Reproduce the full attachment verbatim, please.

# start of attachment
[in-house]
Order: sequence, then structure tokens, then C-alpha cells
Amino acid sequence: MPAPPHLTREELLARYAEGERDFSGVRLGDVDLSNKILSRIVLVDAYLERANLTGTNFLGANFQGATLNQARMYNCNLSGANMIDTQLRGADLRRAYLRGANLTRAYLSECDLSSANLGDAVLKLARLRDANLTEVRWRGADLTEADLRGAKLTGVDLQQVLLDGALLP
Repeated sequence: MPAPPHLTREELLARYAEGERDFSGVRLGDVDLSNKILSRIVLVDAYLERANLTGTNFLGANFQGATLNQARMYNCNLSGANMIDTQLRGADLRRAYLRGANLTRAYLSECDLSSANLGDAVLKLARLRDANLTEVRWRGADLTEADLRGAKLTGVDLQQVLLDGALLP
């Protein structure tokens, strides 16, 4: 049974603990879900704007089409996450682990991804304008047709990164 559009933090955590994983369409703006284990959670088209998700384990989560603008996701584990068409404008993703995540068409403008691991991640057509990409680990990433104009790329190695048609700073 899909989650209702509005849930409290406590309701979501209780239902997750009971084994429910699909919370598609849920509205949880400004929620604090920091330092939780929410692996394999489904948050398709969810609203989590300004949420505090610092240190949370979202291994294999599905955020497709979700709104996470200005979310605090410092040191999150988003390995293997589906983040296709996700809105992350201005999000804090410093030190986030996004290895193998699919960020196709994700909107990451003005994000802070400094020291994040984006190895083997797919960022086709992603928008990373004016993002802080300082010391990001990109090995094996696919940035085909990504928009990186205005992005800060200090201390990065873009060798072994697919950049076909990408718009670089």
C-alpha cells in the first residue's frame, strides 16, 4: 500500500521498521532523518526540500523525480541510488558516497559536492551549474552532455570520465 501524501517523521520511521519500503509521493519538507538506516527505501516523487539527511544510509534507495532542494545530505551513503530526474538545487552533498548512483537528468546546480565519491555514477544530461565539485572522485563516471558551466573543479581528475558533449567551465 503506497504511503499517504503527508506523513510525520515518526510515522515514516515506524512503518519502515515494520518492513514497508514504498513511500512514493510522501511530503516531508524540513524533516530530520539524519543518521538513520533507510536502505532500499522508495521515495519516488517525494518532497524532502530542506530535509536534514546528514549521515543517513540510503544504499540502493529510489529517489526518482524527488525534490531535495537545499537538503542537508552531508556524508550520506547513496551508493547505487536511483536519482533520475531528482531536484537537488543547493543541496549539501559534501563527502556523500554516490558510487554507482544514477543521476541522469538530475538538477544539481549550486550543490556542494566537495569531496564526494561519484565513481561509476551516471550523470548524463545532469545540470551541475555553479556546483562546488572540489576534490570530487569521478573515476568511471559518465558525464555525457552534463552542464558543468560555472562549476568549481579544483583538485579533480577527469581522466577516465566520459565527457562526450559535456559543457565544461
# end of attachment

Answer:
[in-house]
Order: sequence, then structure tokens, then C-alpha cells
Amino acid sequence: MPAPPHLTREELLARYAEGERDFSGVRLGDVDLSNKILSRIVLVDAYLERANLTGTNFLGANFQGATLNQARMYNCNLSGANMIDTQLRGADLRRAYLRGANLTRAYLSECDLSSANLGDAVLKLARLRDANLTEVRWRGADLTEADLRGAKLTGVDLQQVLLDGALLP
Repeated sequence: MPAPPHLTREELLARYAEGERDFSGVRLGDVDLSNKILSRIVLVDAYLERANLTGTNFLGANFQGATLNQARMYNCNLSGANMIDTQLRGADLRRAYLRGANLTRAYLSECDLSSANLGDAVLKLARLRDANLTEVRWRGADLTEADLRGAKLTGVDLQQVLLDGALLP
């Protein structure tokens, strides 16, 4: 049974603990879900704007089409996450682990991804304008047709990164 559009933090955590994983369409703006284990959670088209998700384990989560603008996701584990068409404008993703995540068409403008691991991640057509990409680990990433104009790329190695048609700073 899909989650209702509005849930409290406590309701979501209780239902997750009971084994429910699909919370598609849920509205949880400004929620604090920091330092939780929410692996394999489904948050398709969810609203989590300004949420505090610092240190949370979202291994294999599905955020497709979700709104996470200005979310605090410092040191999150988003390995293997589906983040296709996700809105992350201005999000804090410093030190986030996004290895193998699919960020196709994700909107990451003005994000802070400094020291994040984006190895083997797919960022086709992603928008990373004016993002802080300082010391990001990109090995094996696919940035085909990504928009990186205005992005800060200090201390990065873009060798072994697919950049076909990408718009670089």
C-alpha cells in the first residue's frame, strides 16, 4: 500500500521498521532523518526540500523525480541510488558516497559536492551549474552532455570520465 501524501517523521520511521519500503509521493519538507538506516527505501516523487539527511544510509534507495532542494545530505551513503530526474538545487552533498548512483537528468546546480565519491555514477544530461565539485572522485563516471558551466573543479581528475558533449567551465 503506497504511503499517504503527508506523513510525520515518526510515522515514516515506524512503518519502515515494520518492513514497508514504498513511500512514493510522501511530503516531508524540513524533516530530520539524519543518521538513520533507510536502505532500499522508495521515495519516488517525494518532497524532502530542506530535509536534514546528514549521515543517513540510503544504499540502493529510489529517489526518482524527488525534490531535495537545499537538503542537508552531508556524508550520506547513496551508493547505487536511483536519482533520475531528482531536484537537488543547493543541496549539501559534501563527502556523500554516490558510487554507482544514477543521476541522469538530475538538477544539481549550486550543490556542494566537495569531496564526494561519484565513481561509476551516471550523470548524463545532469545540470551541475555553479556546483562546488572540489576534490570530487569521478573515476568511471559518465558525464555525457552534463552542464558543468560555472562549476568549481579544483583538485579533480577527469581522466577516465566520459565527457562526450559535456559543457565544461